Red Summer of 1919

Red Summer of 1919
Red Summer of 1919

In the long summer of 1919, from May to October, an unusual pattern of white mob violence swept across the United States. As the world had begun to recover from the years of World War I, there was a great deal of social unrest in the United States. Among the general population there were class and race tensions.

Among governmental officials there were political tensions and turf wars as departments tried to justify their existence in the postwar economy. The first “red scare” was inflamed by Attorney General A. Mitchell Palmer, while labor unions went on strike, and a series of letter bombs were mailed to prominent government figures.

It was in this climate that at least twenty-seven incidents of white mob violence erupted. Often referred to as “race riots,” these incidents were scattered throughout the continental United States, in locations that varied from major cities like Chicago, Illinois, and Washington, D.C., to smaller cities such as Omaha, Nebraska, and Knoxville, Tennessee, to rural areas like Longview, Texas, and Elaine, Arkansas.

Representative Leonidas C. Dyer’s Anti-Lynching Bill, introduced in the House in May of 1920, lists the riots as Bisbee, Arizona; Elaine, Arkansas; New London, Connecticut; Wilmington, Delaware; Washington, D.C.; Blakely, Georgia; Dublin, Georgia; Millen, Georgia; Putnam County, Georgia; Bloomington, Illinois; Chicago, Illinois (2); Corbin, Kentucky; Homer, Louisiana; New Orleans, Louisiana; Annapolis, Maryland; Baltimore, Maryland (2); Omaha, Nebraska; New York City; Syracuse, New York; Philadelphia, Pennsylvania; Charleston, South Carolina; Knoxville, Tennessee; Memphis, Tennessee; Longview, Texas; Port Arthur, Texas; and Norfolk, Virginia. More than 100 people were reported killed, and more than 1,500 people injured.

These incidents differed in several ways from the long-standing traditional practice of lynching: the perpetrators of the action were not just a small group of adult male vigilantes, but included a wide range of townspeople, male and female, adults and youths; their target was not a specific person, but rather the local black community in general; and the black community in many cases fought back, to a level unprecedented at that time.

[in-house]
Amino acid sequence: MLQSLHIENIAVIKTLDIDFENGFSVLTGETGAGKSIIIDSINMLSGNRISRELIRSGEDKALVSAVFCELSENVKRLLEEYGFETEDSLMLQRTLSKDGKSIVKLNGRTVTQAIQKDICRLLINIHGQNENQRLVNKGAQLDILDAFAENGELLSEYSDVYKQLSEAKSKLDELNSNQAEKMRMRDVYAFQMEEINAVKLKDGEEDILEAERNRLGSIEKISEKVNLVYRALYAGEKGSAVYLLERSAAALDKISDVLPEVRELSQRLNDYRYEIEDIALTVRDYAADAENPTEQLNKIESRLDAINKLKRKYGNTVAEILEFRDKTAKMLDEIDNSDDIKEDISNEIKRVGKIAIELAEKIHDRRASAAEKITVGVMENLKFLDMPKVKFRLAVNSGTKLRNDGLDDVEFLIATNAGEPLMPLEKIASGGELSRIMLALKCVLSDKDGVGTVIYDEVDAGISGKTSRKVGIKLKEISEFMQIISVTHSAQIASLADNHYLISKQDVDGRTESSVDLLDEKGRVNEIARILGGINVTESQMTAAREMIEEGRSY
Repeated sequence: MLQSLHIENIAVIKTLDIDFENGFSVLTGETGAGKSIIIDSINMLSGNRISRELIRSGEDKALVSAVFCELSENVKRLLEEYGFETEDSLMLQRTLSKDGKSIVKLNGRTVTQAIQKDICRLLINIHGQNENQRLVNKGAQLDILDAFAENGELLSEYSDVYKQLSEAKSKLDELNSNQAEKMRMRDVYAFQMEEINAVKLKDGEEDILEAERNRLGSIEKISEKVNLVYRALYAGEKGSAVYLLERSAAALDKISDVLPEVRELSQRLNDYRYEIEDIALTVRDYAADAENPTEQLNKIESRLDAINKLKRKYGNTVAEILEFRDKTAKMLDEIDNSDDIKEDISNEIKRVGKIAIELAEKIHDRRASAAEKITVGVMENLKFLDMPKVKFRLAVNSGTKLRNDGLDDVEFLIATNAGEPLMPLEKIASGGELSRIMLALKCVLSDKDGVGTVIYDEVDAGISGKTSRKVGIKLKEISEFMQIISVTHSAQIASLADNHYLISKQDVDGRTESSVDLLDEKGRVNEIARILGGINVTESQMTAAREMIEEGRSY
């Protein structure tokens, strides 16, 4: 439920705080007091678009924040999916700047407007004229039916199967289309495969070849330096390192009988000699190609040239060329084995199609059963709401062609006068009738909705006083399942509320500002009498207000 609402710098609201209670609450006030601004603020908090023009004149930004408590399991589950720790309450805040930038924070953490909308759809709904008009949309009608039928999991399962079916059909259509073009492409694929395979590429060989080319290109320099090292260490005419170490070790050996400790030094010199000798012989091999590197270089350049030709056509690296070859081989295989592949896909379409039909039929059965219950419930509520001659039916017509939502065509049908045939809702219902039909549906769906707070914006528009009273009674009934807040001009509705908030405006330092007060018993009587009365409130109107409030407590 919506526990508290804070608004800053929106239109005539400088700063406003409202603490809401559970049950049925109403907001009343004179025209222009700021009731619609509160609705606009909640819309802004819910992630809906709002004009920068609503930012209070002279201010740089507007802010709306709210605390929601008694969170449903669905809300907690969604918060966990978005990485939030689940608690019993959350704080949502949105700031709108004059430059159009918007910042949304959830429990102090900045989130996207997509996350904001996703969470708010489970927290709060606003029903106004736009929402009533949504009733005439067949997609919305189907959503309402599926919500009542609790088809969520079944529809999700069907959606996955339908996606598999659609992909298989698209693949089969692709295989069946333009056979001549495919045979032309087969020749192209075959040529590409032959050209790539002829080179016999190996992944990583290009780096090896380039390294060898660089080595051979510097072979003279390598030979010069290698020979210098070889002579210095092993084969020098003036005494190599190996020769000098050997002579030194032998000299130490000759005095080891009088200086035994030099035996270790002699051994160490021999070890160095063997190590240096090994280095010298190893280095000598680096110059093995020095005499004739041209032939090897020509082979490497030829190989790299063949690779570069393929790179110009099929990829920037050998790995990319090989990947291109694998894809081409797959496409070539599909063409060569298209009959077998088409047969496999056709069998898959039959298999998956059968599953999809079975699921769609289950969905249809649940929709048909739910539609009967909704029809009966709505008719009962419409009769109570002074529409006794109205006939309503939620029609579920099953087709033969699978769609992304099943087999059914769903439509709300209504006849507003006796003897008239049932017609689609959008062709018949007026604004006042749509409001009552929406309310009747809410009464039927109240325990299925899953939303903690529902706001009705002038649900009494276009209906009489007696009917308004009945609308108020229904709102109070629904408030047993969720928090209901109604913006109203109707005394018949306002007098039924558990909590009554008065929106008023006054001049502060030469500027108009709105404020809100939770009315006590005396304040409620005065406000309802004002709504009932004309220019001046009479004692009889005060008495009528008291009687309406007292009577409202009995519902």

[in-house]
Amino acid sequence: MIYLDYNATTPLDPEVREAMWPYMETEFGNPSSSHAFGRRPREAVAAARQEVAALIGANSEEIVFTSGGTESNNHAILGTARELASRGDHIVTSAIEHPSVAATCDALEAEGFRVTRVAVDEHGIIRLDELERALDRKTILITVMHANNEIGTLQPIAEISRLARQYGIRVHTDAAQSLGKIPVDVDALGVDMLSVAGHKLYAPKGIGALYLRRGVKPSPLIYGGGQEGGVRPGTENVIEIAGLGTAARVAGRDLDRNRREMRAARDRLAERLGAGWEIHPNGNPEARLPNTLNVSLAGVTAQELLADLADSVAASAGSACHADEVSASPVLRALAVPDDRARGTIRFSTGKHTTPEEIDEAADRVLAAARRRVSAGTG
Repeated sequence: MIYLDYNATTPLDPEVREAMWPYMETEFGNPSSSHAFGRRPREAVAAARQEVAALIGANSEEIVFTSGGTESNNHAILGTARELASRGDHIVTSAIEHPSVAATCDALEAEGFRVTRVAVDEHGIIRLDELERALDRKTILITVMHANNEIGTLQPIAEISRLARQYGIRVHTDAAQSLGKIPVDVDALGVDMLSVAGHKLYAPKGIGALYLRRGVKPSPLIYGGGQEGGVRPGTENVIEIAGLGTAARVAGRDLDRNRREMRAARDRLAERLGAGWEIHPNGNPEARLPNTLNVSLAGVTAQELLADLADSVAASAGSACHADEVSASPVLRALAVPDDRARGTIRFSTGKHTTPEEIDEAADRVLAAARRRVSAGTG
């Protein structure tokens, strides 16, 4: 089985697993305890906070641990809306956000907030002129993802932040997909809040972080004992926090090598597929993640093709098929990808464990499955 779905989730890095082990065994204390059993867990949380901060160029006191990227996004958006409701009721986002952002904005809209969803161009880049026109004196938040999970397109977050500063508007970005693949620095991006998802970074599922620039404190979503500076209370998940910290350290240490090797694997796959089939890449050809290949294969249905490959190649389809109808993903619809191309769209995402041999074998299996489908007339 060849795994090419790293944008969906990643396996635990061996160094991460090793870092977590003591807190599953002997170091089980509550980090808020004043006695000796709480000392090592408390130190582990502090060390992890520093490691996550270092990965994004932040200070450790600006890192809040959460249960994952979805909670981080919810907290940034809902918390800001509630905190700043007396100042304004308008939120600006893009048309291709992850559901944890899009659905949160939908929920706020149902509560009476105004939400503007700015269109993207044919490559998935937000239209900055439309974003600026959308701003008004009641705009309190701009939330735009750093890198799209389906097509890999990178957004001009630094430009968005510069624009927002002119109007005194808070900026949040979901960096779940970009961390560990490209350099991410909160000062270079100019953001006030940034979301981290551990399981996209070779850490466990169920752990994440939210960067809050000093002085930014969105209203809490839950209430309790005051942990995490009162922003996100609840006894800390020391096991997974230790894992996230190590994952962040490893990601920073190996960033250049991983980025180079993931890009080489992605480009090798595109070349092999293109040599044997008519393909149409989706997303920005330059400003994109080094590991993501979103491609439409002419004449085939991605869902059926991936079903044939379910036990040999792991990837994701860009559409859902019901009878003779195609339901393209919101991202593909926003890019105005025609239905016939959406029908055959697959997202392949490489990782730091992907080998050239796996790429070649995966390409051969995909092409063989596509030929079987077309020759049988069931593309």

James Weldon Johnson called it the “red summer.” And while many people suspected a conspiracy at work, there was as much disagreement about the nature of the conspiracy as there has been disagreement about whether Johnson meant “red” as in blood or “red” as in Bolshevik.

Red summer map
Red summer map

One of the most popular theories favored by government officials to explain the violence was that it was the work of a well-coordinated group of German agitators. This theory fed into, or was fed by, the red scare active at that time.

The belief was that these agitators, perhaps with the help of the Industrial Workers of the World (IWW), used carefully trained “black Bolsheviks” to incite their brethren to riotous provocation. In spite of much federal money and personnel spent to investigate this theory, it was never substantiated (Kornweibel).

A similar but alternate theory popular with the government was that the IWW or organized labor was behind the activity. The theories varied, depending on the local politics.

In many areas of the North, industries had encouraged black migration as a source of cheap labor and, when necessary, these industries used nonunionized blacks as strikebreakers. In such a setting, the theory was common that organized labor was coordinating and inciting the white mob violence to frighten or stymie the effectiveness of the black strikebreakers.

The converse theory was found in communities where the white workers were not unionized, and the belief was that the IWW was motivating an insurgent black community to fight back against the white mobs. Authorities were never able to substantiate any of the theories.

The American Protective League (APL) is implicated by another theory. The APL was a national volunteer organization with the informal imprimatur of the federal government. It served a watchdog role in the United States during World War I.

These local bands of white men, full of nationalistic fervor, would watch the skies for German bombers and turn in their neighbors for any gesture deemed anti-American. They did work for the government, on a volunteer basis, that government agencies would not have been able to do either for lack of personnel and other resources or for issues of accountability.